Who are we? Where are we going?

This could get pretty deep. We could pick up a copy of the New York Review of Books and immerse ourselves in the nuances of hermeneutics or long discourses on "Why America Is All Wrong."

But let's not.

We've got some problems. We've got some really big warts. But hundreds of people die every year trying to reach this land of wrongness, problems, and warts. We must be doing something right, even though we seldom hear about it.

Maybe we should think about that.

To learn more and get some clues about who we are, how we see ourselves, and why this country remains a great place to save and invest as well as live, let me suggest two books.

The first is David Brooks' "On Paradise Drive: How We Live Now (And Always Have) in the Future Tense" (Simon & Schuster, HB, 285 pages, $25.00). Like his earlier book, "BoBos In Paradise: The New Upper Class and How They Got There," Brooks delivers a hysterically funny and easy read. I found myself reading whole sections aloud to my wife.

Try this one, from "The Grill-Buying Guy (pg. 53)."

"In front of him is a scattering of massive steel-coated reactors with names like Broilmaster P3, Thermidor, and the Weber Genesis, because in America it seems perfectly normal to name a backyard barbeque grill after a book of the Bible.

"The items in this cooking arsenal flaunt enough metal to survive a direct nuclear assault. Patio Man goes from machine to machine comparing their various features--- the cast-iron/porcelain-coated cooking surfaces, the 328,000 Btu heat generating capacities, the 2,000-degree tolerance linings, multiple warming racks, lava-rock containment dishes, or built-in electrical meat thermometers. Certain profound questions flow through his mind. Is a 542-cubic-inch grilling surface enough, considering he might someday get the urge to roast a bison?"

What Brooks finds--- after describing contemporary American life and searching for insights from the past--- is that Americans are a sublime combination of the crass and material with the transcendental because we live in hope, always looking to the future and what comes next.

"The Progress Paradox: How Life Gets Better While People Feel Worse" (Random House, HB, 317 pgs plus footnotes, $24.95) by Gregg Easterbrook will take a little more time to read. But it relentlessly documents all the things we seem to forget while we focus on the Next Big Problem. As Dallas Federal Reserve Bank economist Michael Cox has done, Mr. Easterbrook enumerates the hundreds of ways in which life has improved for the average person over the last century.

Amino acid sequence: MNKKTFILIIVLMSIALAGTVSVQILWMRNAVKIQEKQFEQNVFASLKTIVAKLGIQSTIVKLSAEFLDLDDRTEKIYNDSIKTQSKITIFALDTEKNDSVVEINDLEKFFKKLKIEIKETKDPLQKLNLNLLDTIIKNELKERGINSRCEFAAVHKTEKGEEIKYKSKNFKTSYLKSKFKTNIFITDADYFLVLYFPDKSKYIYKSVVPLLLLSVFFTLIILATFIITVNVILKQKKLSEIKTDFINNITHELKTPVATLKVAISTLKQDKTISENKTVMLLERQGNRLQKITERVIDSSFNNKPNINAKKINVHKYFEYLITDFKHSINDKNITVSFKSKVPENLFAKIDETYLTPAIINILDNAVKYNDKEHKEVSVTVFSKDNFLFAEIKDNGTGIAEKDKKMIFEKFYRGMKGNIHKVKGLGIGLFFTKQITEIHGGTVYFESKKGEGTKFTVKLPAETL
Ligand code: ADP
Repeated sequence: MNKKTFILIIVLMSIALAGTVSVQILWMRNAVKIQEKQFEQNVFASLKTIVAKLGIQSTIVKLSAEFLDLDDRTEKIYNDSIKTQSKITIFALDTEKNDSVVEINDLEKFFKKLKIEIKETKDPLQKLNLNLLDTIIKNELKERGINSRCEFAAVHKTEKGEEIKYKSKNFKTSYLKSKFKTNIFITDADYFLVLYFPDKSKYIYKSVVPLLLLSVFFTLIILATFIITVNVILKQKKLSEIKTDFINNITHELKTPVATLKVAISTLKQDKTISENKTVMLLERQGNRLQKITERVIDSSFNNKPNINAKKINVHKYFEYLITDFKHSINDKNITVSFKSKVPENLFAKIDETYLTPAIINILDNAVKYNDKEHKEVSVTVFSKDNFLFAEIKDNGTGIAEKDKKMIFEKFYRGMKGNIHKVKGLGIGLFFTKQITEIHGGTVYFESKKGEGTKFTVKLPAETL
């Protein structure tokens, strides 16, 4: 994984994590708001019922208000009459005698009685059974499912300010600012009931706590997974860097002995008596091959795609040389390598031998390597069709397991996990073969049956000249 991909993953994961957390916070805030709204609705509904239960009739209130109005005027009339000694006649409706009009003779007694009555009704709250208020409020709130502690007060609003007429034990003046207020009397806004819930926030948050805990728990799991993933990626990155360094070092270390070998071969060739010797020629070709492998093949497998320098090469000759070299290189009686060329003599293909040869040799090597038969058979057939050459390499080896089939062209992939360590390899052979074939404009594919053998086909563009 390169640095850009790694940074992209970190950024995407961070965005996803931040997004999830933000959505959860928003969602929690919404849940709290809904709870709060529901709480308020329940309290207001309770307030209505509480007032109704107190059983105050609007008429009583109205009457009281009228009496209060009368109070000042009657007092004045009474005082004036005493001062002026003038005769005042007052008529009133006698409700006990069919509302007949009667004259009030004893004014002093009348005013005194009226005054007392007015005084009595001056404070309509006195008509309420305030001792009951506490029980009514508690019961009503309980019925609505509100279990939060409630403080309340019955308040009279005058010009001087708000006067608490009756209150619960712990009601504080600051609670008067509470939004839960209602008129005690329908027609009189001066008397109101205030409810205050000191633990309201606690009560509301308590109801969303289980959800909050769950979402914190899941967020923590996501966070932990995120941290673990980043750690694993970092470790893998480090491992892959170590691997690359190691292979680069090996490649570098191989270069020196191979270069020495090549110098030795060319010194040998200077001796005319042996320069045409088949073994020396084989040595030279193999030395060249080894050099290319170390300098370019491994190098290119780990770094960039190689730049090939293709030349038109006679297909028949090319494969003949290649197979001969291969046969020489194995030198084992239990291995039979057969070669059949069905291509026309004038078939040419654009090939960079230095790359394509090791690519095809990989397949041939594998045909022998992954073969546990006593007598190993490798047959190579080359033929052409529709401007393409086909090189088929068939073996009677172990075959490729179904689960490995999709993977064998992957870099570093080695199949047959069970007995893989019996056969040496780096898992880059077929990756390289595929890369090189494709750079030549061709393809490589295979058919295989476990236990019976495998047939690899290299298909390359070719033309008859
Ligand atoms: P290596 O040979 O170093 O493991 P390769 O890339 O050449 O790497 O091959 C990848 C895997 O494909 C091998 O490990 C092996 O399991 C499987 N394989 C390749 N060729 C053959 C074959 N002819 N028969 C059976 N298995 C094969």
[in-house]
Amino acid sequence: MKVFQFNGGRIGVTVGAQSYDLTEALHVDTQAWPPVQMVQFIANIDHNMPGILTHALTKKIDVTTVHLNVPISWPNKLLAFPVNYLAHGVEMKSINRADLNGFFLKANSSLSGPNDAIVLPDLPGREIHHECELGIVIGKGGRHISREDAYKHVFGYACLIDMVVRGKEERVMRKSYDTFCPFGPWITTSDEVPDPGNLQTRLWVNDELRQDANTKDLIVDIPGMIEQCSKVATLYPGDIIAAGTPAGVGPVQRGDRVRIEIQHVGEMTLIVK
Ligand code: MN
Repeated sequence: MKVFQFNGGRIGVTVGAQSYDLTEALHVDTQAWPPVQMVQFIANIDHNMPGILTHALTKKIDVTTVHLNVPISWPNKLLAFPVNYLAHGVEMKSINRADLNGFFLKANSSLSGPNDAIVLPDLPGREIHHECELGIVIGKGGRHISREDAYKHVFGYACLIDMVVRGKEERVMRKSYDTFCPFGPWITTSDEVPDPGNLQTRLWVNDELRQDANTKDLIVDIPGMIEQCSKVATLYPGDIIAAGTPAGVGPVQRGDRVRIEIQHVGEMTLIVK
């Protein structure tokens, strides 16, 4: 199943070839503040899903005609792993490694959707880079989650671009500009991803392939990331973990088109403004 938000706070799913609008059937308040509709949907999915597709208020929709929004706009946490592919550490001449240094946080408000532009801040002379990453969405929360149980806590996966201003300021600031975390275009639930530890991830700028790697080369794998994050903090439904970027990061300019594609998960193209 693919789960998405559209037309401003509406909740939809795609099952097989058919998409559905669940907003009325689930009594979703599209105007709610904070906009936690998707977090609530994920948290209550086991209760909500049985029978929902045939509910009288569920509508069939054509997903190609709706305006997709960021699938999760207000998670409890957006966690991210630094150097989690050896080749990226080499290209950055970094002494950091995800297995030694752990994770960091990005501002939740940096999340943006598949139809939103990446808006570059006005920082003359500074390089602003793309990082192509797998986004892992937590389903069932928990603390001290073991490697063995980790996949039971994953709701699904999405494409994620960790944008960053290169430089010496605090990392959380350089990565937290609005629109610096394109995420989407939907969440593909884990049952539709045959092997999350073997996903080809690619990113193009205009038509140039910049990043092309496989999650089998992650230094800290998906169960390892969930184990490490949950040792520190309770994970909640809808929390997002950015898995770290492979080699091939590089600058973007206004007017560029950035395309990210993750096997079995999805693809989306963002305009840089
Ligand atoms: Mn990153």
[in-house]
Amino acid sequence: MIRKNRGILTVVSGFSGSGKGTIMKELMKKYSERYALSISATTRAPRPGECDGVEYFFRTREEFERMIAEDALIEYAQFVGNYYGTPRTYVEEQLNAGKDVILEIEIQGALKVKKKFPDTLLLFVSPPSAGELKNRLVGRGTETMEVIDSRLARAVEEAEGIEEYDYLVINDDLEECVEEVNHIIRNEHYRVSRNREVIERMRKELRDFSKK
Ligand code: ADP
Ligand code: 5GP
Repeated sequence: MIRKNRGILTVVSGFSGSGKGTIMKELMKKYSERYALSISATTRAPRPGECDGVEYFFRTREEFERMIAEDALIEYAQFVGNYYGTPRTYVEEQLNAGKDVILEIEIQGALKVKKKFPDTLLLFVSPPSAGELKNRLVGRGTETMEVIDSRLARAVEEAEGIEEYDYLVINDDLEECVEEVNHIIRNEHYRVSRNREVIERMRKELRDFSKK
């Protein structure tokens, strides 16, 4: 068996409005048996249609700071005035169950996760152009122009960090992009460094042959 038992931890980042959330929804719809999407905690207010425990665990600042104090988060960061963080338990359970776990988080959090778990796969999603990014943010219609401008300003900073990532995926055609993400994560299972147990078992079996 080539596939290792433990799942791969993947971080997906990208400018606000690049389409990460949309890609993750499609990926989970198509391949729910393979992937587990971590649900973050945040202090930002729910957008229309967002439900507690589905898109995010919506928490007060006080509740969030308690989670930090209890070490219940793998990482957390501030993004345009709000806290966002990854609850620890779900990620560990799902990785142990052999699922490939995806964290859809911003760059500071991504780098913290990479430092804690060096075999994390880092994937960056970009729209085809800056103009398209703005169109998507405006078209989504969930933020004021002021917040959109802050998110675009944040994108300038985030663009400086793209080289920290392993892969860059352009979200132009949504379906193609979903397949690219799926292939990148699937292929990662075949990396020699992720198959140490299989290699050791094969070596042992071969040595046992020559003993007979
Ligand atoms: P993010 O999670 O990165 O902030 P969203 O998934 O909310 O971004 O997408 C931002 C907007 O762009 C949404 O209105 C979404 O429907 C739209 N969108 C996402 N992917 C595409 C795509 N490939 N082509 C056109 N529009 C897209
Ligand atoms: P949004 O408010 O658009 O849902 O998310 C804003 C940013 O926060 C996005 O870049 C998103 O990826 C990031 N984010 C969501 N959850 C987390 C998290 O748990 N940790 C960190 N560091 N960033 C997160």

We live longer. Fewer of us die in childbirth. Entire diseases have virtually disappeared. We live in larger homes with appliances that didn't exist a century ago. More of us own our homes. We have more telephones. More cars. And going out to dinner is a given, not a special treat. While most developed nations discourage immigration, we welcome it and benefit from it. We are more educated. Fewer people are poor and most of those who are poor know it is a temporary condition. We give more and help more.

"...(F)or more than a decade in the United States charitable donations have been rising faster than the economy as a whole. In 2002, Americans gave away $241 billion--- two-thirds as much as the entire defense budget," Easterbrook tells us.

Aging is slower and better than it used to be: As an 84-year-old friend said to me recently, referring to his hip replacements, hearing aid, and cataract surgery,   "I'm not really 84 if you average in the age of all my new parts."

"Researching this book, and thinking about the alternatives," Easterbrook writes, "has caused me to begin whispering a regular prayer of thanks: Thank you that I and five hundred million others are well-housed, well-supplied, overfed, free, and not content; because we might be starving, wretched, locked under tyranny, and equally not content."


What connects these two books is a single phrase: "and not content."

  One of our greatest qualities may be just that--- not being content.